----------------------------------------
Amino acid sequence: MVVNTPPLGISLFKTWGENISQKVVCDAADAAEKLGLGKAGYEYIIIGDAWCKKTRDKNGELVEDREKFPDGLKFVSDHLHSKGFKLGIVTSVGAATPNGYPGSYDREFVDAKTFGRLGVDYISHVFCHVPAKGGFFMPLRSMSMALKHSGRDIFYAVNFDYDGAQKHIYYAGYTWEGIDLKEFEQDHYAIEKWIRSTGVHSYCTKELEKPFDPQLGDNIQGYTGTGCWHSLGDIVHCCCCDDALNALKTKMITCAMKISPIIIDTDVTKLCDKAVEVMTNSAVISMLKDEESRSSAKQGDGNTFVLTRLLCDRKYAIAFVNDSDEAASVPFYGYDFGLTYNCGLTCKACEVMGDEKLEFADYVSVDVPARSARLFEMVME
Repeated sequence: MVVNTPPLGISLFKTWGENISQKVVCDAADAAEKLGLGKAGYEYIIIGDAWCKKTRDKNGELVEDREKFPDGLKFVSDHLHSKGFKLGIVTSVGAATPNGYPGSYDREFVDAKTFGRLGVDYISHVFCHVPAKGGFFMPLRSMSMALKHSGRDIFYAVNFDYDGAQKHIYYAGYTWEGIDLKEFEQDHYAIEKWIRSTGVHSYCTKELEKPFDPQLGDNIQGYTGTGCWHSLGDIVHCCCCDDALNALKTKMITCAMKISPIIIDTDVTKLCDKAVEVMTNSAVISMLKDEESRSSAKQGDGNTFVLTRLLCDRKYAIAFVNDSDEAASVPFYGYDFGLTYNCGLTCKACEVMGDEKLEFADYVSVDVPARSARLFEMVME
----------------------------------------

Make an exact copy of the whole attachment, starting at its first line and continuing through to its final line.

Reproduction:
Amino acid sequence: MVVNTPPLGISLFKTWGENISQKVVCDAADAAEKLGLGKAGYEYIIIGDAWCKKTRDKNGELVEDREKFPDGLKFVSDHLHSKGFKLGIVTSVGAATPNGYPGSYDREFVDAKTFGRLGVDYISHVFCHVPAKGGFFMPLRSMSMALKHSGRDIFYAVNFDYDGAQKHIYYAGYTWEGIDLKEFEQDHYAIEKWIRSTGVHSYCTKELEKPFDPQLGDNIQGYTGTGCWHSLGDIVHCCCCDDALNALKTKMITCAMKISPIIIDTDVTKLCDKAVEVMTNSAVISMLKDEESRSSAKQGDGNTFVLTRLLCDRKYAIAFVNDSDEAASVPFYGYDFGLTYNCGLTCKACEVMGDEKLEFADYVSVDVPARSARLFEMVME
Repeated sequence: MVVNTPPLGISLFKTWGENISQKVVCDAADAAEKLGLGKAGYEYIIIGDAWCKKTRDKNGELVEDREKFPDGLKFVSDHLHSKGFKLGIVTSVGAATPNGYPGSYDREFVDAKTFGRLGVDYISHVFCHVPAKGGFFMPLRSMSMALKHSGRDIFYAVNFDYDGAQKHIYYAGYTWEGIDLKEFEQDHYAIEKWIRSTGVHSYCTKELEKPFDPQLGDNIQGYTGTGCWHSLGDIVHCCCCDDALNALKTKMITCAMKISPIIIDTDVTKLCDKAVEVMTNSAVISMLKDEESRSSAKQGDGNTFVLTRLLCDRKYAIAFVNDSDEAASVPFYGYDFGLTYNCGLTCKACEVMGDEKLEFADYVSVDVPARSARLFEMVME